My favorite of all of the pictures, and the one that made me suddenly re-remember how spectacularly far-fetched the whole idea of going to the moon was, was a shot where you could see the lunar rover in the near foreground and way way way way way in the distance was the lander. And suddenly I realized: these two men are so far removed from home that the chance they will ever make it back alive seems miniscule. They are hundreds of yards from the rover, which is miles from the lander, which has to take off from the surface of the moon, rendezvous with the command module, return to the earth, drop out of the sky, and splash down into the ocean. And it all has to work. What were they thinking?
I stumbled across one of my other favorite Apollo moments a few years ago through some sort of random web surfing, looking for I-can’t-remember-what. My eye was grabbed by a link to an annotated transcript of the Apollo 11 landing. I clicked and started reading. I looked up 30 minutes later in a sweat, my heart pounding, and, again, thinking: who possibly thought that this would work? These guys were insane. I was too young at the time of the Apollo 11 landing to have known at the time whether or not people paid attention to how close Apollo 11 came to not making it. And how nail-bitingly suspenseful to know if they were going to land or crash or abort or something else entirely. I won’t give away the ending (perhaps you know it already), but instead simply point you in the right direction. I can read the whole thing over and over again (and pause for all of the audio clips and film clips), but if you feel the need to cut to the chase, start at 102_48_08 with “Eagle, Houston. You’re Go for landing. Over.”
I just did it again. To get the link right here I searched for the page again and while I was at it I read the whole thing. And my heart rate is still going strong.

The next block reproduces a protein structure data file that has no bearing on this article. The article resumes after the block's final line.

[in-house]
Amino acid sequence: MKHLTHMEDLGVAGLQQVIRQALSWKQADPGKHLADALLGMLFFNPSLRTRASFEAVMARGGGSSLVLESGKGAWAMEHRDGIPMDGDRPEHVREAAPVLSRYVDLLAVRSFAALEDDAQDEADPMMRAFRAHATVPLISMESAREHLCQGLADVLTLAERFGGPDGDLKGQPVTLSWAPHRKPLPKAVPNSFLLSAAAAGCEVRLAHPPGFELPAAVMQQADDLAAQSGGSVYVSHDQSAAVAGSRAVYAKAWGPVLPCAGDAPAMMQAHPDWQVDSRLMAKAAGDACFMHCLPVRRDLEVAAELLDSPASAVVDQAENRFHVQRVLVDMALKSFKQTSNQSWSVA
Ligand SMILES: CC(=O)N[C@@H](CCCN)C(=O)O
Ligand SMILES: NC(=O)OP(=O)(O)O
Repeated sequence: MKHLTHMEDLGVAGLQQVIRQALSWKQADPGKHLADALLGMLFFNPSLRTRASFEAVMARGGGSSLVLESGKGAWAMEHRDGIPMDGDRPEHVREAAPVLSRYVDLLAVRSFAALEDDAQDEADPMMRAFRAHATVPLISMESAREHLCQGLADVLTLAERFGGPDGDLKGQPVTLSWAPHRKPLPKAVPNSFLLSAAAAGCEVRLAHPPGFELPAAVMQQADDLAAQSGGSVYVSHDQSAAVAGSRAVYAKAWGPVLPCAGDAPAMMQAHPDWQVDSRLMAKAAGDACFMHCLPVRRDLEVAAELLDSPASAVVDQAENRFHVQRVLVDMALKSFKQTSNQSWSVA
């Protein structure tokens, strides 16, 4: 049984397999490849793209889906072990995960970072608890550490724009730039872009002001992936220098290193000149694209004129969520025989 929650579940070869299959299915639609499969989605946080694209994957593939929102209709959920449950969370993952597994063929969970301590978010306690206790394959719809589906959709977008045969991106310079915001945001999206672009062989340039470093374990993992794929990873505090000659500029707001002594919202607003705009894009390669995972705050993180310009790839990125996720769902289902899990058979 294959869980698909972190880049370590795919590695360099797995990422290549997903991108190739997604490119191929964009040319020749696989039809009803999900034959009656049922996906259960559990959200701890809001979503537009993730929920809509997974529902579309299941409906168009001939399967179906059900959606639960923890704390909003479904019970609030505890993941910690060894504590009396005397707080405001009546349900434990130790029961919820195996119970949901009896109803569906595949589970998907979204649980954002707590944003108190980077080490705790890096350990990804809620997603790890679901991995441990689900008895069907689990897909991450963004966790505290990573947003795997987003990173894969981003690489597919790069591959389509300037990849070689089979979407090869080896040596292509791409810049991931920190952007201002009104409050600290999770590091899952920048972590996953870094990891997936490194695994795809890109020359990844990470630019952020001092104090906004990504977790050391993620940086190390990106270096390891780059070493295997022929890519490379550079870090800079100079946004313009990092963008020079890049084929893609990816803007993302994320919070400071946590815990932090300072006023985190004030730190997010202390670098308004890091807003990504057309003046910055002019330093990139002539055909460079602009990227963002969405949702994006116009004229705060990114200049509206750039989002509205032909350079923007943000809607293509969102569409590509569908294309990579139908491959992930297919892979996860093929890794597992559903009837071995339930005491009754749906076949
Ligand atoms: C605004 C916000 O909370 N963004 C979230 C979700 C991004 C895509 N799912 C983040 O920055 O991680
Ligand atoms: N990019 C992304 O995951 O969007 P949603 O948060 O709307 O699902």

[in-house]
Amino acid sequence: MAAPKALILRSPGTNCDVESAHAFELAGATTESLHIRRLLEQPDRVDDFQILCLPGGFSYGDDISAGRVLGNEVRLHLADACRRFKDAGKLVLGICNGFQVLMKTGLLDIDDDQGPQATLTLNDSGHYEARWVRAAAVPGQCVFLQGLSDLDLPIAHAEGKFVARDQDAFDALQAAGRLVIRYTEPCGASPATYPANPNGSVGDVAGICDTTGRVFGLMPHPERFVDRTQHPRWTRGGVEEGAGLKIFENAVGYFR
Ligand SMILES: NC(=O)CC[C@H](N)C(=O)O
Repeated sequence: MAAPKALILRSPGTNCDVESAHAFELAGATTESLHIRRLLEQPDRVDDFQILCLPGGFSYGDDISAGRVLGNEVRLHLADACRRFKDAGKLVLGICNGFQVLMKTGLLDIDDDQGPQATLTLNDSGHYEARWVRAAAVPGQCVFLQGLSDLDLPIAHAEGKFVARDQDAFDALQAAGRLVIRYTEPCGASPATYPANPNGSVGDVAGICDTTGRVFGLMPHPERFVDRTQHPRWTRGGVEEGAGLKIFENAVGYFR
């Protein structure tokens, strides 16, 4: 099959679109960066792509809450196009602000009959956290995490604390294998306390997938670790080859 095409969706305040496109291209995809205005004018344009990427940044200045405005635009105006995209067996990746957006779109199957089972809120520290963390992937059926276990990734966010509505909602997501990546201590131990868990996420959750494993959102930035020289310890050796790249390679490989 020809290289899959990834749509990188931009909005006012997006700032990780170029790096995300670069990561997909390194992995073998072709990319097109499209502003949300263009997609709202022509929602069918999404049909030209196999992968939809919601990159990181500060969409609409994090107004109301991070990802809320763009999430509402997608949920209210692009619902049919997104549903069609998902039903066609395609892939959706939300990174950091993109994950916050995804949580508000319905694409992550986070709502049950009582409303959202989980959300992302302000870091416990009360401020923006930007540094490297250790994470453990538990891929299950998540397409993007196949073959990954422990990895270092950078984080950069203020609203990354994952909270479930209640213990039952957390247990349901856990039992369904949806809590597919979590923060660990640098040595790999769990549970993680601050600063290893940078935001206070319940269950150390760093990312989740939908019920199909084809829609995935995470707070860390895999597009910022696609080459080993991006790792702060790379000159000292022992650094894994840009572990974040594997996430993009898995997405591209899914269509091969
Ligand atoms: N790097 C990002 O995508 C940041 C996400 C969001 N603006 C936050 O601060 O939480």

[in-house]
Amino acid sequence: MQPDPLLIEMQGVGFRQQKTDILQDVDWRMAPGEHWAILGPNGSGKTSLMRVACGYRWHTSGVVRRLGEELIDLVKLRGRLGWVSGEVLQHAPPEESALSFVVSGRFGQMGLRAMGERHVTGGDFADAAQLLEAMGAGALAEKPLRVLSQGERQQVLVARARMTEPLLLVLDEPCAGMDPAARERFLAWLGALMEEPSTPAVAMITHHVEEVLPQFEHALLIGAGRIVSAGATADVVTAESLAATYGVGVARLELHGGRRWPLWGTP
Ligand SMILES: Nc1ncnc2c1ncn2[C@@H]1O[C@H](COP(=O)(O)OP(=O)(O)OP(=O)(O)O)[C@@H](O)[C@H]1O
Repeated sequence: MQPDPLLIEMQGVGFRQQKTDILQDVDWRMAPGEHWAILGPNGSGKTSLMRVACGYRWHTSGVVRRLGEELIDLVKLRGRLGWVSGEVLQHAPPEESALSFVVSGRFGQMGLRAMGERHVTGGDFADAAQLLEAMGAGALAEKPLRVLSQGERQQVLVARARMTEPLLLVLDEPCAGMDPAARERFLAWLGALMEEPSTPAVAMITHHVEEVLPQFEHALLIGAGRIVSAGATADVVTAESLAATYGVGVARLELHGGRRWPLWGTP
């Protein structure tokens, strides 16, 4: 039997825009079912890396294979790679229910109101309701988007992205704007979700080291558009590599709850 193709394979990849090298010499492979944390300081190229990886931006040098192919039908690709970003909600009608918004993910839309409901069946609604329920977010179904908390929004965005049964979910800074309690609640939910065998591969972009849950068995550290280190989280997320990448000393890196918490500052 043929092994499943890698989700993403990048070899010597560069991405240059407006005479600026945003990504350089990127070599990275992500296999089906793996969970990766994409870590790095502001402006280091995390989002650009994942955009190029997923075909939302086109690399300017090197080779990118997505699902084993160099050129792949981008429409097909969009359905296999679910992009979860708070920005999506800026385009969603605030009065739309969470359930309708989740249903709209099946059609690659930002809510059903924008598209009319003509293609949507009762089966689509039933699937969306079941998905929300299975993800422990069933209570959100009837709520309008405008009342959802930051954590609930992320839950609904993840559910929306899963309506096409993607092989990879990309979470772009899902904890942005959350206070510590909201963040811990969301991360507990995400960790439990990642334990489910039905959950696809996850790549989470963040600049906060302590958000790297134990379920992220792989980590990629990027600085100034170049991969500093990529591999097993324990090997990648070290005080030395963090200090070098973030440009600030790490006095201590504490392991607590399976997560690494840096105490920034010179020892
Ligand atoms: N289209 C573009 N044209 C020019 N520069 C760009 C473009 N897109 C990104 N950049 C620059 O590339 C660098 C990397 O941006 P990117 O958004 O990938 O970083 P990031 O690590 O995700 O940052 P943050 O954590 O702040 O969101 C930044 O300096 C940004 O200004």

Just in time for the big anniversary there are a slew of new books about the moon, of course. I recently got two of them to whet my lunar appetite. They both have that ability to make me re-remember my astronaut-yearning days, but each in very different ways.
Who could not like the idea of Moon 3-D: The Lunar Surface Comes to Life? As long as you can get over reading the book while looking through built-in 3D glasses (and thus looking pretty silly to anyone around you, including even 4 year olds), the book is a pleasure to look through. I never realized that the astronauts purposefully tried to take 3D image. They didn’t have any of the bulky dual camera stereoscopic equipment that people usually use, they simply took a picture and then moved left or right a few feet and took another. The results range from hard-to-figure-out to spectacular. And the 3D really works most of the time (enough so that after the 4 year old was finished making fun of me for the funny glasses she wanted to look through them herself and she made ooohing and ahhhhin sounds and kept taking off the glasses to make sure nothing funny was happening). A personal favorite of mine is an Apollo 15 picture looking back at the lander with desolate mountains in the background and footprints all around the base. Even with 3D none of the pictures quite has the impact of the large prints on the wall of the Hayden Planetarium, but if you’re not headed into New York anytime soon, this might be the way to relive the moon.